By Anne Isman
“I hate California. I want to go to the East Coast. I want to go where culture is like New York,” declares Christine “Lady Bird” McPherson, played by actress Saoirse Ronan, as she drives with her mother following an onslaught of college tours. Lady Bird is a restless high school senior who dreams of escaping the confines of her Catholic School in Sacramento. As the film progresses, we witness Lady Bird conclude her high school years, experiencing ups-and-downs in her various relationships—all against the backdrop of her strained but meaningful bond with her mother, who is played by actress Laurie Metcalf. On the surface, Lady Bird may seem like another coming-of-age film, yet what makes Greta Gerwig’s directorial debut so striking is that the title character, Lady Bird, is flawed—just like any one of us.
Gerwig is no stranger to an honest portrayal of women in film, as she has played female characters struggling to maintain their identity in the face of adversity in both Frances Ha and 20th Century Women. Lady Bird is no exception, especially considering that Gerwig is also the film’s writer and, like Lady Bird, was raised in Sacramento, making the film almost autobiographical. However, Gerwig has stated that while she drew on aspects of her own life in the film’s creation, Lady Bird and her peers, played by actors Timothée Chalamet, Lucas Hedges, and Beanie Feldstein, are fictional characters.
One reason Lady Bird resonates so deeply with a teenage audience is its honest depiction of young adult relationships, specifically that between Lady Bird and her closest friend, Julie. Although their friendship isn’t perfect, the two remain united in their desire to fit in while retaining some semblance of their individuality. They don’t necessarily want to be popular or wealthy, unlike many of their classmates, but they wouldn’t mind more male attention and often light-heartedly converse about their romantic endeavors—or lack thereof. Relationships like this one are tested throughout the film, particularly when it comes to characters’ struggles with sexuality and Lady Bird’s embarrassment about her economic situation—she refers to her home as being “on the wrong side of the tracks” both literally and figuratively. Lady Bird also encounters awkward situations with boyfriends, again demonstrating Gerwig’s honest—but never too serious—portrayal of sex.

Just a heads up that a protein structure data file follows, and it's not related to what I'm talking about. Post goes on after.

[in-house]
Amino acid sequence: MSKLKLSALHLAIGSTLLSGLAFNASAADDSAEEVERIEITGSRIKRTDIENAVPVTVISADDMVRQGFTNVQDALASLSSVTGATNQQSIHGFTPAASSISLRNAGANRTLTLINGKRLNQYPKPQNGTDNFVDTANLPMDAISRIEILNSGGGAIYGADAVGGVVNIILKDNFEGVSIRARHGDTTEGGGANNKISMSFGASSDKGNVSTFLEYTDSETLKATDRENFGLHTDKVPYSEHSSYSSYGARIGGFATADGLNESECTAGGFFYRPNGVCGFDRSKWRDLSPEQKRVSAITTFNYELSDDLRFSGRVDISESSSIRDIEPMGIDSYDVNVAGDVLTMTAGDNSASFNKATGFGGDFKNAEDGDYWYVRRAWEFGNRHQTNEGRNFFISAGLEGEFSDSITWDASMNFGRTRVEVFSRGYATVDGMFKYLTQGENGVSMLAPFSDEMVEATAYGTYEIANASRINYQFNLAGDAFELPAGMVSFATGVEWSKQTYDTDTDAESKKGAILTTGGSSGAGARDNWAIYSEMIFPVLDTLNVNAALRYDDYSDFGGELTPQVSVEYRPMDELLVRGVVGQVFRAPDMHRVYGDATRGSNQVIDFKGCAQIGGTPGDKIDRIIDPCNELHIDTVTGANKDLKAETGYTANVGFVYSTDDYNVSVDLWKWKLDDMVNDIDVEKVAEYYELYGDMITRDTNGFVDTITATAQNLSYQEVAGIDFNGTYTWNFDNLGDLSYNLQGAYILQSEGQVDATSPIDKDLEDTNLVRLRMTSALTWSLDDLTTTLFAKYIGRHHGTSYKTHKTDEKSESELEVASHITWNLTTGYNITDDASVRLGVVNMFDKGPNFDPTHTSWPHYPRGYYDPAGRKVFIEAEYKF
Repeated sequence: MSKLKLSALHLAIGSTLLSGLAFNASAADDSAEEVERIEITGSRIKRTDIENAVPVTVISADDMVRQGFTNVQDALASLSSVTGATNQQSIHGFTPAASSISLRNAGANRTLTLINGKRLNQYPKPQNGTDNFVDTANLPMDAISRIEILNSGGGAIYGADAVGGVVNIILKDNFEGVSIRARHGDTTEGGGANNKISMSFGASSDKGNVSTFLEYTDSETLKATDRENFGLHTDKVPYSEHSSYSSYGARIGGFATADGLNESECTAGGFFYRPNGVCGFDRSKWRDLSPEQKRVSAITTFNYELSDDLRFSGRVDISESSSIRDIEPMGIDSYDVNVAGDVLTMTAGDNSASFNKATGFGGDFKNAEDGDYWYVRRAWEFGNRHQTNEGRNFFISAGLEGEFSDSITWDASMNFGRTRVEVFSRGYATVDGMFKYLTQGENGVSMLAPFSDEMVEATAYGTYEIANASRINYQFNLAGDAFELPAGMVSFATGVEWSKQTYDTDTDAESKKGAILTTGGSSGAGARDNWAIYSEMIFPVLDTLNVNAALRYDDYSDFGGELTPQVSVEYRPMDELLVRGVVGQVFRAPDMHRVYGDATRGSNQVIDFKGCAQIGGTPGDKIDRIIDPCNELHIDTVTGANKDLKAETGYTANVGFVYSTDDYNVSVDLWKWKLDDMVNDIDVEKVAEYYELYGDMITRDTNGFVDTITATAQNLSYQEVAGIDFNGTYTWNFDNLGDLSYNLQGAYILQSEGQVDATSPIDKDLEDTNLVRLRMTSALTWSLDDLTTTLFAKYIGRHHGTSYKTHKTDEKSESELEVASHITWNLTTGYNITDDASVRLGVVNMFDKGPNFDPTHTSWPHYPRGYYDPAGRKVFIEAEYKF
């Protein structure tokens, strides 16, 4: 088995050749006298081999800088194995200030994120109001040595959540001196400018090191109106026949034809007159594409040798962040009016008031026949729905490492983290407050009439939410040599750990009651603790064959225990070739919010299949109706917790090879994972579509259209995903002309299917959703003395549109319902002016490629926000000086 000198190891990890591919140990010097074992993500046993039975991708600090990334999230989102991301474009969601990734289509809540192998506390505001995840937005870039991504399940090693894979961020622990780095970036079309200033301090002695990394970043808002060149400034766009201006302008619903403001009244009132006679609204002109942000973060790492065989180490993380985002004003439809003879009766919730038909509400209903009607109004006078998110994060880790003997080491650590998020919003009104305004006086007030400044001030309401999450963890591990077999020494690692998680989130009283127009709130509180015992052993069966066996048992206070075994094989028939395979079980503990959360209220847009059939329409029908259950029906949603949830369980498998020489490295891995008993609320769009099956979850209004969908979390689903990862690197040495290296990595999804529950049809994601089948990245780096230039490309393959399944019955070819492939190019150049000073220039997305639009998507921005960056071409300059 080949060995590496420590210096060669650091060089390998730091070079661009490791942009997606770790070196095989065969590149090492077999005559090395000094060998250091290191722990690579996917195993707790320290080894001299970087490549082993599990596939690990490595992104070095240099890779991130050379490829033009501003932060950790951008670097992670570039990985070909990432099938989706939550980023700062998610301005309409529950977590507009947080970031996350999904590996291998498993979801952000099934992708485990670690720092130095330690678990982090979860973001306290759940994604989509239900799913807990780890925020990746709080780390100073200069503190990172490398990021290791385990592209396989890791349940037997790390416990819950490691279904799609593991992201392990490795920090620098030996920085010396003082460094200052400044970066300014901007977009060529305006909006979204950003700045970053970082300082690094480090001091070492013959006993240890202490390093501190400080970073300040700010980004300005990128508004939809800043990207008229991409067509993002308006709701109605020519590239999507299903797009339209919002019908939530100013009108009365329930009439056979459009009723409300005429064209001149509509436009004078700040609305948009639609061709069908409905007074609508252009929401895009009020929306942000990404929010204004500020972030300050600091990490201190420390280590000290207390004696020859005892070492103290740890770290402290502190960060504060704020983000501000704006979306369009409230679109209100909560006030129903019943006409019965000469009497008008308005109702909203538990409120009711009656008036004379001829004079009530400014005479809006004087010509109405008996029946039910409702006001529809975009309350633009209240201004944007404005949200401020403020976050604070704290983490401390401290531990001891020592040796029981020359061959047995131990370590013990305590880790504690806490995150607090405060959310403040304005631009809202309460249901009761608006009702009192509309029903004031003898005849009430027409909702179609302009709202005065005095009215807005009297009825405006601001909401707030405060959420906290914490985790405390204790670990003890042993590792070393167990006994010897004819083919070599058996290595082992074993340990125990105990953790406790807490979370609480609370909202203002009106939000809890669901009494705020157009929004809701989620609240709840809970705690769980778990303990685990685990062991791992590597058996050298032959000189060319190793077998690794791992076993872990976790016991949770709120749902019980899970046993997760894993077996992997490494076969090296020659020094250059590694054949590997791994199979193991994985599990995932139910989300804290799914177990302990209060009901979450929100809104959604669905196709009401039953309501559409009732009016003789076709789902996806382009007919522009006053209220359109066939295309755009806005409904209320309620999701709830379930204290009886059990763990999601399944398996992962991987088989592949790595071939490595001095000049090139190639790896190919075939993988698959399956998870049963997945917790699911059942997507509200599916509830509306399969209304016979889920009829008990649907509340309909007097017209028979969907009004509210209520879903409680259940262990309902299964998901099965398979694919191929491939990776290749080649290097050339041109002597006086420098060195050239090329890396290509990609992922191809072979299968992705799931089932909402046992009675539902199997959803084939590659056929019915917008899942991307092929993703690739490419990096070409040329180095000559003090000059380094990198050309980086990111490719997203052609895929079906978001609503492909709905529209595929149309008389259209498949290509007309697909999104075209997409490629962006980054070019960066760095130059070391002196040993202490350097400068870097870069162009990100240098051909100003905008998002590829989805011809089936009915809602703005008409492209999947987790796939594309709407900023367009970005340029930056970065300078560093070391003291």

Meanwhile, no matter who Lady Bird is trying to impress, rebel against, or become closer to, she never comes off as an unrealistic or overwritten character. Almost any teenager who watches Gerwig’s film can find a part of themselves in Lady Bird’s character and the struggles Lady Bird faces, without feeling patronized or excessively pandered to by the film. In other words, Lady Bird is must-see.
Lady Bird (A24)
Director: Greta Gerwig Rating: R
Writer: Greta Gerwig Running Time: 1h 33 mins
Starring: Saoirse Ronan, Laurie Metcalf, Lucas Hedges, Timothée Chalamet, Beanie Feldstein